25 Now there was a man in Jerusalem whose name was Simeon; this man was righteous and devout, looking forward to the consolation of Israel, and the Holy Spirit rested on him. 26It had been revealed to him by the Holy Spirit that he would not see death before he had seen the Lord’s Messiah. 27Guided by the Spirit, Simeon came into the temple; and when the parents brought in the child Jesus, to do for him what was customary under the law, 28Simeon took him in his arms and praised God.
This entire sequence of events is carefully choreographed; from the naming to the presenting, with Law and Holy Spirit working in concert to bring together these persons. Now, remember, if you’ve traveled to Jerusalem and seen what’s left of the Temple, you have a sense of what a vast area it was covering nearly 35 acres of buildings and open courts in Jesus’ day.
It was no coincidence that Simeon and a little later, Anna, bumped into the Holy Family with their new baby that day. It was God’s divine providence that Jesus be recognized and acclaimed as the agent of salvation on sacred ground. Mary, Joseph, and Jesus were there to fulfill religious obligations – rites of purity, blessing, and sacrifice, but what ends up happening is profound and prophetic.
Simeon takes the child in his arms and says to God:
Lord, you now have set your servant free
To go in peace as you have promised.
For these eyes of mine have seen the Savior,
Whom you have prepared for all the world to see;
A light to enlighten the nations,
And the glory of your people Israel.
Simeon’s prayer is familiar, right? We know it as the Song of Simeon. It’s in Hour by Hour and Compline. The words come from the prophet Isaiah and hearken to the old vision of the restoration of Israel, a restoration that was to include the Gentiles. And all this being said in the grounds of the Jewish Temple. It is deeply profound. At some point, Simeon had come to know that he would not die until he had seen the Savior. And for all these years, he had been fasting and praying on the grounds of the Temple. Waiting, watching, praying… But now, Simeon knows he can go in peace. He has seen the Messiah, held the Messiah. Jesus, our Salvation has come!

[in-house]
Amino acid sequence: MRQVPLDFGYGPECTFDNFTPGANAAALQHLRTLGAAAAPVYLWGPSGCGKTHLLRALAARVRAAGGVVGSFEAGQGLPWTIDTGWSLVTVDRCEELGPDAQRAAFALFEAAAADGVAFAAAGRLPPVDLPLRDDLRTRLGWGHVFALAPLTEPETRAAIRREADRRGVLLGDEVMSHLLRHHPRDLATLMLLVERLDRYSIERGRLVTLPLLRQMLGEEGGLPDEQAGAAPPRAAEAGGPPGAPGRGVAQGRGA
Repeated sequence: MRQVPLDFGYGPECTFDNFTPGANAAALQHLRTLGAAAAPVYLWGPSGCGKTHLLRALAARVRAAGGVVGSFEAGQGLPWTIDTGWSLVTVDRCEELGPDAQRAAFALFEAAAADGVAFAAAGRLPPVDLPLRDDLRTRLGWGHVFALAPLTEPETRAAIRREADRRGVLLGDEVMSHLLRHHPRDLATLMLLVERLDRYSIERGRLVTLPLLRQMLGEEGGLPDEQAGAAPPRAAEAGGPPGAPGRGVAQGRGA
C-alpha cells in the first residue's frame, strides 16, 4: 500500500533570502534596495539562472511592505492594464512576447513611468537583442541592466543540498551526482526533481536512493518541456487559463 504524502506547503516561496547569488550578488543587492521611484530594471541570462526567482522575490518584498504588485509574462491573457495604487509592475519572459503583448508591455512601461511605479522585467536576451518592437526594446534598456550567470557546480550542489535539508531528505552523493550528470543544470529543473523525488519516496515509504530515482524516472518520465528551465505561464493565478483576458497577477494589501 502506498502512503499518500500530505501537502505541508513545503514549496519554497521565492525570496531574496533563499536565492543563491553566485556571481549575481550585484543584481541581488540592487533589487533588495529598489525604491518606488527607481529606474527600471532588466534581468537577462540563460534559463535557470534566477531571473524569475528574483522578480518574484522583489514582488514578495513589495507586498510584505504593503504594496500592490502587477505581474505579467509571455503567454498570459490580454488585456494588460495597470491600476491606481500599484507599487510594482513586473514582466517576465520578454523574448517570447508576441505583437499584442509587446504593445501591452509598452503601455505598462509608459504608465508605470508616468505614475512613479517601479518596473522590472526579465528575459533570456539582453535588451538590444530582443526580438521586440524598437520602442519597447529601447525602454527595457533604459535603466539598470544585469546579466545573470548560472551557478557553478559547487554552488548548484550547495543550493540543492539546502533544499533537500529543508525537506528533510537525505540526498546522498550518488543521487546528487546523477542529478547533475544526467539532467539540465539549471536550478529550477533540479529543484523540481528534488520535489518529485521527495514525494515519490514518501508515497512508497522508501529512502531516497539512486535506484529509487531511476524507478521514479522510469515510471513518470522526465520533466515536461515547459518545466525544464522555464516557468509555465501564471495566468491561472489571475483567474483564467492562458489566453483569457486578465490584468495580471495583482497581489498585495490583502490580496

Mary and Joseph were amazed at this holy man and his words. And then, Simeon blessed the Holy Family. He blessed them while holding Jesus and before returning the baby to his mother, he looked at Mary and said, “This child is destined for the falling and the rising of many in Israel, and to be a sign that will be opposed so that the inner thoughts of many will be revealed – and a sword will pierce your own soul too.” Extraordinary, and yet it wasn’t over. As the prophet Simeon’s words hung in the air, an old woman approached them – a holy woman, a woman of prayer. Her name is Anna and she is the only woman in the New Testament referred to as a prophet. She was widowed at a young age and never remarried, instead, she moved to the temple where she worshipped with fasting and prayer night and day.
At that moment, as the Holy Family stood there absorbing Simeon’s words and blessing, she came to them, and began to praise God and to speak about the child to all who were looking for the redemption of Jerusalem. On that sacred ground in this liminal time between the birth of Christ and the adoration of the magi, ordinary and extraordinary things wove together in a delicate dance of Law and Holy Spirit to foretell the story of salvation that was to unfold in this astonishing person of Jesus Christ, the Messiah.